Throughout the study, four distinct registers of valuation were identified: feeling, theorizing, formalizing and costing. To denote the meticulous efforts of pursuing good work in all four registers of valuation, the authors propose the notion of sequencing. Sequencing is an ongoing process of moving conflicting registers away from each other and bringing them back together again. Correspondingly, at the operational level of a hybrid organization, temporary compartmentalization is a means of avoiding clashes, and in doing so, making it possible for different and sometimes conflicting ways of achieving good results to continuously hybridize and persist together.
The single-case approach allows for analytical depth, but limits the findings to theoretical, rather than empirical, generalizability. The framework the authors propose, however, is well-suited for mobilization and potential elaboration in further empirical contexts.
The paper provides a novel theoretical framework as well as rich empirical material from the highly political field of child protection work, which has seldomly been studied within accounting research.
Abstract: This study examines how managers and entrepreneurs in stigmatized industries use historical narratives to combat stigma. We examine two industries, the private military contractors (PMC) industry in the United States and the cannabis industry in Canada. In recent decades, the representatives of these industries have worked to reduce the level of stigmatization faced by the industries. We show that historical narratives were used rhetorically by the representatives of both industries. In both cases, these historical narratives were targeted at just one subset of the population. Our research contributes to debates about stigmatization in ideologically diverse societies, an important issue that have been overlooked by the existing literature on stigmatized industries, which tends to assume the existence of homogeneous audiences when researching the efforts of industry representatives to destigmatize their industries.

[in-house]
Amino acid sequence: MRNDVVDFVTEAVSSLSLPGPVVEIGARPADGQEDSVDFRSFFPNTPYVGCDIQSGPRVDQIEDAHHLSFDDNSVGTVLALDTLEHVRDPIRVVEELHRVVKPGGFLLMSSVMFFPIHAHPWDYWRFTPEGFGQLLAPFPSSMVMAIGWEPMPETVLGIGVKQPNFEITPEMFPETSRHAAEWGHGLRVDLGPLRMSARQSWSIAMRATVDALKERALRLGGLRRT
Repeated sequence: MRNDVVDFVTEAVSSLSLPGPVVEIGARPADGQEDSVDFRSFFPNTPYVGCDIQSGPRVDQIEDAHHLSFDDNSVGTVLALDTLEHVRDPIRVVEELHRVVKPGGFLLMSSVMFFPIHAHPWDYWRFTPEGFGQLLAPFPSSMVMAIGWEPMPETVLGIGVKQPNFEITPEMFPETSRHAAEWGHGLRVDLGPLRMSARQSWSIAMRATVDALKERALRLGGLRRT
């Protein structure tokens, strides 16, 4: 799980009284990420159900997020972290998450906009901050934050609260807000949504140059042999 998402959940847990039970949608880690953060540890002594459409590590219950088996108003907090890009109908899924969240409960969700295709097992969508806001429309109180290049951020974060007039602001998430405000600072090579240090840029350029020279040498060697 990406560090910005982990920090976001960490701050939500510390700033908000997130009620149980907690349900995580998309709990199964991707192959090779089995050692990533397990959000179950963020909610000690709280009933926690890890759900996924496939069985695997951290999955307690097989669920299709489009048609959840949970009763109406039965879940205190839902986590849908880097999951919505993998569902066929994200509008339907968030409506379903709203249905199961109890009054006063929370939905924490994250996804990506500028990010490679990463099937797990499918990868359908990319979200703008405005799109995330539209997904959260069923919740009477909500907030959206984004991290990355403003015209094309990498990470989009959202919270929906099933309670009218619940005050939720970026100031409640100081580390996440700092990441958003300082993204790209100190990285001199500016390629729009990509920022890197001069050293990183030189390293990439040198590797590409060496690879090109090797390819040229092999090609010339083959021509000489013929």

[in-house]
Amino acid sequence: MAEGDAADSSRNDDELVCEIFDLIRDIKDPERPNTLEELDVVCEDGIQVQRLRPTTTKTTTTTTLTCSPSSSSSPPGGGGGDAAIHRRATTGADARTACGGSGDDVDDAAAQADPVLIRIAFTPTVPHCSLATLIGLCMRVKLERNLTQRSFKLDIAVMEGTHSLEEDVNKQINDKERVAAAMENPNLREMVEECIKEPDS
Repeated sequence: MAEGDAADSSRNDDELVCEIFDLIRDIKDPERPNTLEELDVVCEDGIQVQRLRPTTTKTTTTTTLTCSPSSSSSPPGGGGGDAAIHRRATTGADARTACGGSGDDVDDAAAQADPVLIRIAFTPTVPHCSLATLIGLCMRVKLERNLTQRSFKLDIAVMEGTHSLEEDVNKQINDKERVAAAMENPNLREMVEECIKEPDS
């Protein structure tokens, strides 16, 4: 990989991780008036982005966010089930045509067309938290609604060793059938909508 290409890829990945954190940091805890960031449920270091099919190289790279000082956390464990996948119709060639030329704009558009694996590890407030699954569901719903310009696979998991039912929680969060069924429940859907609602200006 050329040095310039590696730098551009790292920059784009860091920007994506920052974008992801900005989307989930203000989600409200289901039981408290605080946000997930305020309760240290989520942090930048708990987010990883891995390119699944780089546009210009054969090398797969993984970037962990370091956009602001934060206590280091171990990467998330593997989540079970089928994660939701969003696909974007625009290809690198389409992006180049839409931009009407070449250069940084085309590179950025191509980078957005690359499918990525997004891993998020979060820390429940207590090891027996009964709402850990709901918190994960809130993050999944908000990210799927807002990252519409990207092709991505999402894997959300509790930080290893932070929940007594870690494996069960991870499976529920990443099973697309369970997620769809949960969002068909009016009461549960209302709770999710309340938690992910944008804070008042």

Abstract: Host-country policies shape the incentives and opportunities of MNC subsidiaries to innovate. However, prior research largely ignores the agency of foreign MNC subsidiaries receiving government R&D subsidies from their host countries. Subsidiaries may increase R&D investments and innovation outputs as intended by governments or merely accept the additional funds while continuing R&D programs that they would have undertaken anyway. In this exploratory study, we investigate whether R&D subsidies trigger additional input, output, and behavioral innovation effects in foreign MNC subsidiaries. Based on longitudinal data from Germany, we find that foreign MNC subsidiaries increase their R&D investments more than comparable domestic firms in response to an R&D subsidy. Moreover, MNC subsidiaries experience comparatively stronger effects in innovation performance from subsidy-induced R&D. However, subsidies also shift attention away from the subsidiaries’ original R&D activities. We interpret our findings by integrating theory from subsidy additionality literature into models of MNC subsidiary innovation. Our findings have implications for both MNC subsidiaries and policymakers who seek to attract foreign R&D investment in a host country.